RAPE! Why didn’t you tell me? Following an urgent telephone call, I sped to the mall. There I found my daughter unharmed but shaken. While with a friend at the mall, she had been flashed by a man she didn’t know. Along with a security guard, she and I looked for the culprit. We looked everywhere, but couldn’t find him.
I was livid; the mall had been one of my daughter’s favorite places. As we entered the security guard’s office, I held my daughter and blamed myself for trusting that the mall was a safe place. No one had ever given me a reason to think otherwise.
“Take a look at this,” instructed the guard, when we sat at a desk. He’d pushed a three ring binder at least two inches thick at me. In it were pictures of men who’d been caught, flashers at the mall. There were so many. Why hadn’t I been told?
Although that was many years ago, the memory of that alarming experience came to mind when a friend told me of a comment her niece, a recent college grad, had made about rape on college campuses. Almost flippantly, she’d said, “It happens all the time.”
We’d had that conversation when my friend had found that a man, not a student at her daughter’s university, had been staying, unreported, in a small dorm room that housed two girls, for two weeks. He’d stayed there without the permission of the other girl in the room.
Because my two daughters had graduated from college, I was thankful they’d escaped a similar experience. Still, I was shocked that it may be more commonplace than I had thought.
It appears to be a dirty little secret. But it may not be such a little one. That’s how I felt when I read this in a most unlikely magazine, Sports Illustrated’s 11/26/12 edition, page 64:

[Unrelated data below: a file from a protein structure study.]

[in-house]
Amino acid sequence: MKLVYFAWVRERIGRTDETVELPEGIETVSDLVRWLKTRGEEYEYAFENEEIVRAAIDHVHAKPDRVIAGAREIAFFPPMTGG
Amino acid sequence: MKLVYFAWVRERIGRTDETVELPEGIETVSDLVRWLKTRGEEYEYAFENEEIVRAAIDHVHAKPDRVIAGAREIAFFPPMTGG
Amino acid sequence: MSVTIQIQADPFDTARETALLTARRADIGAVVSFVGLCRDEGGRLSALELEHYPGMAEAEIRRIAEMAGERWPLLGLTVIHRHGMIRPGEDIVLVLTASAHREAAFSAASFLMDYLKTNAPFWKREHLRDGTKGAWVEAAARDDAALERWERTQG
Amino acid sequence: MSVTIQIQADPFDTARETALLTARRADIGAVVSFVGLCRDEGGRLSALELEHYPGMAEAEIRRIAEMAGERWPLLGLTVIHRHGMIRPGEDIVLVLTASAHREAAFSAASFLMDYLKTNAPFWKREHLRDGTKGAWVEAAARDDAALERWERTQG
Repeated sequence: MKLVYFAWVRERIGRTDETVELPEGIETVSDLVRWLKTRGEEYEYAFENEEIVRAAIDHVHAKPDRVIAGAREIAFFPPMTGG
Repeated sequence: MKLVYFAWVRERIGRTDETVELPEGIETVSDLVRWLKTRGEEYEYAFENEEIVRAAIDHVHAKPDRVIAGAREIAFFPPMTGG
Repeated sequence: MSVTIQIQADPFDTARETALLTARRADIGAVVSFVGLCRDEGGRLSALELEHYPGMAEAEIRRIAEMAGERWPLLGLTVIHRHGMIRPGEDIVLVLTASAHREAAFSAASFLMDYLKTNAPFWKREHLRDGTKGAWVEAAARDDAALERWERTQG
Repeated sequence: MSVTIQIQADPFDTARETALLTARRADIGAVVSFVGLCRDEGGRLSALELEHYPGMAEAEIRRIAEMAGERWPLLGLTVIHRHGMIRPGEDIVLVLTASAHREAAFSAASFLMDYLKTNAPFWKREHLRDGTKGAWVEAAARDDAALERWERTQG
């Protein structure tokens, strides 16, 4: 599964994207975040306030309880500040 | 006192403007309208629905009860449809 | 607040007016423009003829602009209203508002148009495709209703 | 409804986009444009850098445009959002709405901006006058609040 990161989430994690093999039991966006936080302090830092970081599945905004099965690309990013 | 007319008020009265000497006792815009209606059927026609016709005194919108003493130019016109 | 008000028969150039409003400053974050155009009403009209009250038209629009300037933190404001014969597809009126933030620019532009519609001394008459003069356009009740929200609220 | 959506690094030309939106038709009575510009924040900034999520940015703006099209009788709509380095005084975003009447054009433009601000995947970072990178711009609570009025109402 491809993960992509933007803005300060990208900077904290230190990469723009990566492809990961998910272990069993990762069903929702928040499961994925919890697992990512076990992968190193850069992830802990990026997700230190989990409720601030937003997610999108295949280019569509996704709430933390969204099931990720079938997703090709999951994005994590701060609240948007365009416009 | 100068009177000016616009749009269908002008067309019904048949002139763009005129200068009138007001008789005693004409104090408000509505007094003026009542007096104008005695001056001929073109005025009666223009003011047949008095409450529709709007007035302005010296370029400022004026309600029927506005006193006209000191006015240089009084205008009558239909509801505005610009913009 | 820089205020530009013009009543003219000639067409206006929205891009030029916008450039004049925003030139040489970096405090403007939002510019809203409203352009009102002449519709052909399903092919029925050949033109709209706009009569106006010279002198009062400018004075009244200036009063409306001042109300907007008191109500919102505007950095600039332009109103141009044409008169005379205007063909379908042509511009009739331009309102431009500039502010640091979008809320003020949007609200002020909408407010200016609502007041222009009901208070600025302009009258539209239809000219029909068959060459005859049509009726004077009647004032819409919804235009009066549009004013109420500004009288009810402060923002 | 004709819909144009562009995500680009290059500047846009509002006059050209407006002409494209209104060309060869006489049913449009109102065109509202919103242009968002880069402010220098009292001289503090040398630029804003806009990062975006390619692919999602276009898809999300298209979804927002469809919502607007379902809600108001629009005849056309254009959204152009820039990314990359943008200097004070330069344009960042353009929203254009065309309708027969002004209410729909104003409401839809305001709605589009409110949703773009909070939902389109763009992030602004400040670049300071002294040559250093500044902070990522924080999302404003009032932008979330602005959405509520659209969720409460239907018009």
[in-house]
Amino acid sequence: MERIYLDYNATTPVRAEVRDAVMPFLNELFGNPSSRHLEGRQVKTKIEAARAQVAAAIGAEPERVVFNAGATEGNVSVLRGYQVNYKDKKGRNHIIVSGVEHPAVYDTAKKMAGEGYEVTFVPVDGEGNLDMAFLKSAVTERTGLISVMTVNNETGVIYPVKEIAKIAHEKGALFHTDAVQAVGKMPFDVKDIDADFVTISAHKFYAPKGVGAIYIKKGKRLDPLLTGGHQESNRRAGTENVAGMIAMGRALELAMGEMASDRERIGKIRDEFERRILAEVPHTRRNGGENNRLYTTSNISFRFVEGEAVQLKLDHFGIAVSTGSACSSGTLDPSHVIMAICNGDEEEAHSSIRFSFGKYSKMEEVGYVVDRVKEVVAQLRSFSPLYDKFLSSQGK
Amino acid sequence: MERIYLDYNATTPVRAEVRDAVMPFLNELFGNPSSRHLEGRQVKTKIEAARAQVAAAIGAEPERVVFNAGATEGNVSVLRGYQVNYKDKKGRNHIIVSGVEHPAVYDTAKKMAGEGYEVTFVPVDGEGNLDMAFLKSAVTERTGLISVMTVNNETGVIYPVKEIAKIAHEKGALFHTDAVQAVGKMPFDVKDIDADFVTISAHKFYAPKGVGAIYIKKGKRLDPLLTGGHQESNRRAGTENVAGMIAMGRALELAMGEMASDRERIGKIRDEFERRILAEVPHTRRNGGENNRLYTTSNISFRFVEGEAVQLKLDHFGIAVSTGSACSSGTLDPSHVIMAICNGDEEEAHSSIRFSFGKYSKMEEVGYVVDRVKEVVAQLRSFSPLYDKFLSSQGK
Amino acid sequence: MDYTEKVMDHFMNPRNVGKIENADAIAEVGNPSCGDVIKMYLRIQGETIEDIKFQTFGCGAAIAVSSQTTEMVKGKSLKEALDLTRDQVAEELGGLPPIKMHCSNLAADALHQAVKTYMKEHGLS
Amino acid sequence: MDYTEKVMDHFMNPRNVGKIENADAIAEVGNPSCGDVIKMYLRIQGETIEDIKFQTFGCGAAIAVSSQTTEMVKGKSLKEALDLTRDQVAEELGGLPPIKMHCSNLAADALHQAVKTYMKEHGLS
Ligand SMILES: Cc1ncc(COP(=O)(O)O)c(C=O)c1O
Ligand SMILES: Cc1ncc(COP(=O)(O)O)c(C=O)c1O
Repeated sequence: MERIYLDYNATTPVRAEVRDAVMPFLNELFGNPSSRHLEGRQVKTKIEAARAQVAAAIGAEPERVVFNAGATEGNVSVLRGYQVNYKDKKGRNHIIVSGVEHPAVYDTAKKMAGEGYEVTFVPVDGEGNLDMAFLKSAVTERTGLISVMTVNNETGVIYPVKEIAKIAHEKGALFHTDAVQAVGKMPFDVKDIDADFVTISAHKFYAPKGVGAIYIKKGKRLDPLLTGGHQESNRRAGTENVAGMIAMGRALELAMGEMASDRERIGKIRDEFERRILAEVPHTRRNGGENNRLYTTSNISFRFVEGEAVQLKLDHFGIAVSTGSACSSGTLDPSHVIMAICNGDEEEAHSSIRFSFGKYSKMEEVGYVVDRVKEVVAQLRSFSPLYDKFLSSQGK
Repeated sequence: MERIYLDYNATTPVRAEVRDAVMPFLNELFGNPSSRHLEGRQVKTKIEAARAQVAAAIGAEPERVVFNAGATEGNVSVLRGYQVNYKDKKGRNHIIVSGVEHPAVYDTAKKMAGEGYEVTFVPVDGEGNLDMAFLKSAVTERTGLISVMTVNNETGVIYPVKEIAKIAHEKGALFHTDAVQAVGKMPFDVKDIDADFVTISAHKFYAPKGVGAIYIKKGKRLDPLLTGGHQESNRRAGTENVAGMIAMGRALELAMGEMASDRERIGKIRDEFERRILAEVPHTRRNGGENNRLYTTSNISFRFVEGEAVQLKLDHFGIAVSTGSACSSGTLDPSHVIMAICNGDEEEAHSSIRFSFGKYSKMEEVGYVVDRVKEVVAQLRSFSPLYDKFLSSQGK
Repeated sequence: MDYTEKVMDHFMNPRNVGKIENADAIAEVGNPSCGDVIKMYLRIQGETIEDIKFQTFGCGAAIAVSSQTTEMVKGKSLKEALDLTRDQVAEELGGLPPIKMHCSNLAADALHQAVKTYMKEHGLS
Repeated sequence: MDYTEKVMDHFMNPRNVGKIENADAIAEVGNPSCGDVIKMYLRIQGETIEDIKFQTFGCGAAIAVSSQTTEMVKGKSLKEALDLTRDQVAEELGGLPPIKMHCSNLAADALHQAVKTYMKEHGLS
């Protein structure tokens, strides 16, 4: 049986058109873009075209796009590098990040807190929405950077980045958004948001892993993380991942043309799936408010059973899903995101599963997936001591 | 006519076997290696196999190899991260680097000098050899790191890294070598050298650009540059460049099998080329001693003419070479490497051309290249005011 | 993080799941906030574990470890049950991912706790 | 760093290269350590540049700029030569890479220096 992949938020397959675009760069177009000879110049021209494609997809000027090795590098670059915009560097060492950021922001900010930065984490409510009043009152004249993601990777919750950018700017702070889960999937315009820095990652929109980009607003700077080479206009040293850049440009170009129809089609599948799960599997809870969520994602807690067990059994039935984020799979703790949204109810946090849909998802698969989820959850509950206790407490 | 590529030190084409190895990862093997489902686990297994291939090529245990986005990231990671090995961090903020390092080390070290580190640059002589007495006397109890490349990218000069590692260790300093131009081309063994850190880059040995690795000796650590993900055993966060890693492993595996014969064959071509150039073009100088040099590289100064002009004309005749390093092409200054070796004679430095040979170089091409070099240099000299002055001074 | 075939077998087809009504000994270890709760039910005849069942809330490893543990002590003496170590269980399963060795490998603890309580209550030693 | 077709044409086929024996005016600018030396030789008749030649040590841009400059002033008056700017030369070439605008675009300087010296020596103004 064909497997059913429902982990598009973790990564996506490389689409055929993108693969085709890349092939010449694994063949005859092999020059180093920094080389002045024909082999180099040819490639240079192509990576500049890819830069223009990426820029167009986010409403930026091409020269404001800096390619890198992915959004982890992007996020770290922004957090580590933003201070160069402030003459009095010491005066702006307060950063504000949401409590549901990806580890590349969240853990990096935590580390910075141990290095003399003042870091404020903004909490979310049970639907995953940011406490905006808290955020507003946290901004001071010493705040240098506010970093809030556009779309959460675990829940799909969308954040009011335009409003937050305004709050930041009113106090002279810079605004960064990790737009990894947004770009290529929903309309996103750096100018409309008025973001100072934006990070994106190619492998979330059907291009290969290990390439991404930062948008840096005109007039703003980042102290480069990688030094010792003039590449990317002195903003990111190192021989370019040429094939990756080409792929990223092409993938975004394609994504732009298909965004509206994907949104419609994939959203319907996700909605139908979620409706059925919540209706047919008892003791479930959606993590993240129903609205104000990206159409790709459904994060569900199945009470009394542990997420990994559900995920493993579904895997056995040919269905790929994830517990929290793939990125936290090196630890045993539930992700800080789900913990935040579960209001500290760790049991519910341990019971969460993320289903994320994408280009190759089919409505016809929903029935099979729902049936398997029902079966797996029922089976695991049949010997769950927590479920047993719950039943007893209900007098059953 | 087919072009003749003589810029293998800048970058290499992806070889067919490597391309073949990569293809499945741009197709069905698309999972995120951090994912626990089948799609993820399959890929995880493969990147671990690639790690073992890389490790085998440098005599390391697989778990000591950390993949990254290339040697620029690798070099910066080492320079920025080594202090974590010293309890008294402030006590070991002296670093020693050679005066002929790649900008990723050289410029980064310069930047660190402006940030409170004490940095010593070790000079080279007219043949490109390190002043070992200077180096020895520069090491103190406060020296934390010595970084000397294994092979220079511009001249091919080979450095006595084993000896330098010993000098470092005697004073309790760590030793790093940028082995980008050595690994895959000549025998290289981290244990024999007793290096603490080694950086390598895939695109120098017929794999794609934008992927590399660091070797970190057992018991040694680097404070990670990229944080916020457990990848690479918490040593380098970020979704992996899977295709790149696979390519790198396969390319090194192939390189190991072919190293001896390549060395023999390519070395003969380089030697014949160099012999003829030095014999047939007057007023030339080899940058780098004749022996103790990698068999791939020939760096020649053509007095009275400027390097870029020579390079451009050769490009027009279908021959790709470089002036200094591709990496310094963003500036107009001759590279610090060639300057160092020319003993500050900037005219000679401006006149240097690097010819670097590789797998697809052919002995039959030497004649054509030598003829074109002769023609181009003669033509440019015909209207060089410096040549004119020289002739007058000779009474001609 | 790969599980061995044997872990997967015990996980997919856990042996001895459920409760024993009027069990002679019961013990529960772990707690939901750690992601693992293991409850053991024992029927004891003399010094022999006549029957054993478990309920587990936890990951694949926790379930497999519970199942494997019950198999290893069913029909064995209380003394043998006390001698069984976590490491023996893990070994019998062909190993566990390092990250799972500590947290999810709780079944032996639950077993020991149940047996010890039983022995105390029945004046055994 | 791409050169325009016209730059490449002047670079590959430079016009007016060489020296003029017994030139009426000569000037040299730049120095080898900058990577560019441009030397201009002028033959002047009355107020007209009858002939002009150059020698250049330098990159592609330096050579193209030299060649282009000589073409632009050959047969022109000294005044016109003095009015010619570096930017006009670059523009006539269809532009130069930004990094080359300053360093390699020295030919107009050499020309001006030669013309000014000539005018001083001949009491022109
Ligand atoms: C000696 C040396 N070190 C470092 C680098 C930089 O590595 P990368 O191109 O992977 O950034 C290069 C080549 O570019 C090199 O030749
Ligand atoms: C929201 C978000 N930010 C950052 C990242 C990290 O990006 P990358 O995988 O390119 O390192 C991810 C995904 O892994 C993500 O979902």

“…Seeburg was a 19-year-old freshman at St. Mary’s College in Notre Dame, Ind.; she accused a Notre Dame football player of assaulting her on Aug. 30, 2010, and 10 days later committed suicide in her dorm room…Notre Dame police didn’t attempt to contact the accused player until nine days after the alleged assault and didn’t reach him until five days after Seeberg’s death.”
Seeberg’s smiling picture is on the same page; so is her Dad’s remark. According to SI, he, Tom Seeberg, told the Chicago Tribune, “Ultimately, there’s a sense of betrayal.”
It’s impossible for me to say that such a loss as his is unthinkable. Like me, perhaps, Tom Seeberg wishes he had known, known to ask certain questions. On college campuses, what will our daughters encounter? How secure are the dorms? How many rapes have been reported? How many haven’t?
Such hard to ask questions should be answered before they are asked. I believe that now, especially after reviewing the following website:
College Campuses and Rape - Crisis Connection, Inc. Every 21 hours there is another rape on an American college campus. 90% of all campus rapes occur under the influence of alcohol. www.crisisconnectioninc.org/.../college_campuses...rape.htm –
Dare I question whether its information is factual? If you have a daughter about to enter college, would you? What follows are a few of the site’s most troubling points:
Every 21 hours there is another rape on an American college campus.
90% of all campus rapes occur under the influence of alcohol.
Of the college woman who are raped, only 25% describe it as rape.
Of the college women who are raped, only 10% report the rape.
College women are most vulnerable to rape during the first few weeks of the freshman and sophomore years.
78% of the men identified (as rapists) were an acquaintance, friend or boyfriend of the victims.
Most rapes occur on the weekend.
B. Koplen 12/4/12
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